Purpose-Oriented Tests

Lately I've been thinking a lot about how we can improve our code by reflecting on our mindsets and motivations with respect to software testing. A while ago, I wrote about the huge impact that prompts have on how we grow code (even the parts of speech we use to name objects). Later, I sat down to illustrate a taxonomy of the types of tests I tend to see in the wild. Recently, I wrote a bit about our natural tendency to misplace blame when testing gets hard.

All of this reflection has helped me draw this conclusion: the best test suites serve exactly one purpose.

the word "test"

In the beginning of my career, I didn't write any automated tests. Nevertheless, "testing" held several important meanings to me, even when performed manually:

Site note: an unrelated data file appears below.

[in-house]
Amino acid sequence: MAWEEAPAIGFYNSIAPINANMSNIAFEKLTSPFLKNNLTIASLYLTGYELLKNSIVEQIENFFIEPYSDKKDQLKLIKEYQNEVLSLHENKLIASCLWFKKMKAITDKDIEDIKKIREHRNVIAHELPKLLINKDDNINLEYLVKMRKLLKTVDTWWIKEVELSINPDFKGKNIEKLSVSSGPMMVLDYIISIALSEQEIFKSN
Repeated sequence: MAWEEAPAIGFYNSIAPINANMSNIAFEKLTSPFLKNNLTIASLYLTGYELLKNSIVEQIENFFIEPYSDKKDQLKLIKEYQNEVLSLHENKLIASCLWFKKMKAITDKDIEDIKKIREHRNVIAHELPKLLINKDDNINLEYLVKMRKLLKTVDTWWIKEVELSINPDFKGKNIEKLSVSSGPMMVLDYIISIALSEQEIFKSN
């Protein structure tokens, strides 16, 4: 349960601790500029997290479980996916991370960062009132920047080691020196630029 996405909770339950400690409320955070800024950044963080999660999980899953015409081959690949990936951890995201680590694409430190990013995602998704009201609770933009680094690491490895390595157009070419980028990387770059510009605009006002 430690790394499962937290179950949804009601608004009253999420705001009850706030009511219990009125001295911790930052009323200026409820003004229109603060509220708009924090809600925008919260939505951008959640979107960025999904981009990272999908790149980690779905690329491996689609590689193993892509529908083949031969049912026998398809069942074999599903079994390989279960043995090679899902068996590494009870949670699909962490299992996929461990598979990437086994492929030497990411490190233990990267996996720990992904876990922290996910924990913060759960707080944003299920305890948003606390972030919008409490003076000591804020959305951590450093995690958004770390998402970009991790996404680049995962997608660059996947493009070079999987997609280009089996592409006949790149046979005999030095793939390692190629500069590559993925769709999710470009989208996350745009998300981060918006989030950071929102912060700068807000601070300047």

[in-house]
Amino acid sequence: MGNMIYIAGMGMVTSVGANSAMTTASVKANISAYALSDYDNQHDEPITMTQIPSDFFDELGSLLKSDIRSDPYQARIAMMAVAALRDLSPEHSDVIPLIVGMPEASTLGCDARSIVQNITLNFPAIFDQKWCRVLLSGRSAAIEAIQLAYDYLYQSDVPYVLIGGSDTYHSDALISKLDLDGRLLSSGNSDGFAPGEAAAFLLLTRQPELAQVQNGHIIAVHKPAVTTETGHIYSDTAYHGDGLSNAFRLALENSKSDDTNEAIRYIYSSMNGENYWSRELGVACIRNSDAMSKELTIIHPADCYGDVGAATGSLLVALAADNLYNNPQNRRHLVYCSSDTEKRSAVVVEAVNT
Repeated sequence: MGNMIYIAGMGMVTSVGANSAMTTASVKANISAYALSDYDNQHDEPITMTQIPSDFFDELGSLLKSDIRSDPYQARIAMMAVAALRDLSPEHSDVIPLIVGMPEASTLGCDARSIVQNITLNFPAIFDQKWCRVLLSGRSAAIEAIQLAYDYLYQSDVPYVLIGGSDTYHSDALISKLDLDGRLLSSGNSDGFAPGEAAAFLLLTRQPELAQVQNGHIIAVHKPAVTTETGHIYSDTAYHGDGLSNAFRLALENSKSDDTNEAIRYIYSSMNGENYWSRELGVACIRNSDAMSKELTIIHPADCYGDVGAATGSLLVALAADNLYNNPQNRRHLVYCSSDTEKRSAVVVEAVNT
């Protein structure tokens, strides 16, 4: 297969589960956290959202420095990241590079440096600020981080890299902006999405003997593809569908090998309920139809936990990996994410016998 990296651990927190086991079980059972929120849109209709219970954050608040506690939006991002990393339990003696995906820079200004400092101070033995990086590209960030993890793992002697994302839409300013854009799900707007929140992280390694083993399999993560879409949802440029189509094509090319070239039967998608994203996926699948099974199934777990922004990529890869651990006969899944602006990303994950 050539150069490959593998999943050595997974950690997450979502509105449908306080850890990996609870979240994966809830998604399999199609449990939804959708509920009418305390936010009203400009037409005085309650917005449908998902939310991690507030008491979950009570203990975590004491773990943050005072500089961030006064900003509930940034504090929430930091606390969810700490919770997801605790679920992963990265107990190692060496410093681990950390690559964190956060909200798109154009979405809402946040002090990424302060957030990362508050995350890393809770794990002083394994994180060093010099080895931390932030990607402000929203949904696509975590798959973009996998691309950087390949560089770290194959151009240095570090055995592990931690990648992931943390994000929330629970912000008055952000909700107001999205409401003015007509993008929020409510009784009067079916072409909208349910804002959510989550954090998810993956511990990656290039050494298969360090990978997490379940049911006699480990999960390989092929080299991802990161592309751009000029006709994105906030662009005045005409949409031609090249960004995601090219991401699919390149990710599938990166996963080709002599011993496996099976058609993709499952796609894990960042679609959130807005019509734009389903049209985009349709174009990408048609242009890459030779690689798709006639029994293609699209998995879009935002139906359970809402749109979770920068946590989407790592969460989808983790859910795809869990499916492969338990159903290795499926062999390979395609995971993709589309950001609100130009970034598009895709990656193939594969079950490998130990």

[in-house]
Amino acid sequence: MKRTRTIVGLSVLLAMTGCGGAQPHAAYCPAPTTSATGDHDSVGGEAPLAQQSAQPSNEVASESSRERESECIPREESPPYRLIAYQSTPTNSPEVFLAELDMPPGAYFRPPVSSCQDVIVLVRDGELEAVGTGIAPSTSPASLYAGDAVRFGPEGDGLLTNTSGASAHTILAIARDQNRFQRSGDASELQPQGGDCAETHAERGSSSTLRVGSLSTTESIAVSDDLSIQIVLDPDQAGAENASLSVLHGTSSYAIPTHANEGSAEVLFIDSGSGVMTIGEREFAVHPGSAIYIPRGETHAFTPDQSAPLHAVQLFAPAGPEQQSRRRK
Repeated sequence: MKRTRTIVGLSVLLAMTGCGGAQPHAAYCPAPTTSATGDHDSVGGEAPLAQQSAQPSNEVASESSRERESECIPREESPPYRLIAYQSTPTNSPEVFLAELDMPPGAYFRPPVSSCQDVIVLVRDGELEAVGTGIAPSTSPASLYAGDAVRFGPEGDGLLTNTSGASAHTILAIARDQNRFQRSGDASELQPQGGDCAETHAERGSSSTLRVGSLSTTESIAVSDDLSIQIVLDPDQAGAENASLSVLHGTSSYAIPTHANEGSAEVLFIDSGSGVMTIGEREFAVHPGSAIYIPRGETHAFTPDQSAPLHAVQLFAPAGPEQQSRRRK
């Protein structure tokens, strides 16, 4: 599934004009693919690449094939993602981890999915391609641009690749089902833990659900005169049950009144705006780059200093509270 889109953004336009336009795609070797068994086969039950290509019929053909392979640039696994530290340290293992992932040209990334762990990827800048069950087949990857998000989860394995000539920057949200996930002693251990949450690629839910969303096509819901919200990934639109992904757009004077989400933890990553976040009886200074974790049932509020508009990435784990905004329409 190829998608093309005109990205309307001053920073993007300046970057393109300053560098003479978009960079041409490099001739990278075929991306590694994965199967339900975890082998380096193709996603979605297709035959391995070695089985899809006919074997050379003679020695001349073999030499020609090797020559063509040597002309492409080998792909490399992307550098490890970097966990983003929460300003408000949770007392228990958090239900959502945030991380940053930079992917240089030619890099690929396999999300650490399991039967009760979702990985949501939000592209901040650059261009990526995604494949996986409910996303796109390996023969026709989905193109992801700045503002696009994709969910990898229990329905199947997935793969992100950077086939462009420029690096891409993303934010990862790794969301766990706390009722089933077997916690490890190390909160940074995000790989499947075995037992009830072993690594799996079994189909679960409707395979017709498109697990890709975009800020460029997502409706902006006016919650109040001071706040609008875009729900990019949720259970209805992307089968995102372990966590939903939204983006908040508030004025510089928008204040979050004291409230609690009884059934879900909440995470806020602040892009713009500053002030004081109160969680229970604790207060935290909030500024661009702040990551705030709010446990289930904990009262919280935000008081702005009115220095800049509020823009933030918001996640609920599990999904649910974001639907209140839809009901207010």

• I'd "test" that each bit of code was working as I wrote
  • I'd "test" that I didn't obviously break major functionality before every deploy
  • I'd "test" that my boss/customer/peers liked whatever I was building

The fact I could get away with using the word "test" just now to describe the above activities says more about the English language than it does about writing software.

And yet, even though now I leverage automation in the above activities, I still call them all "tests". Tests like the above often fall into buckets labeled something like "unit", "integration", and "end-to-end", respectively.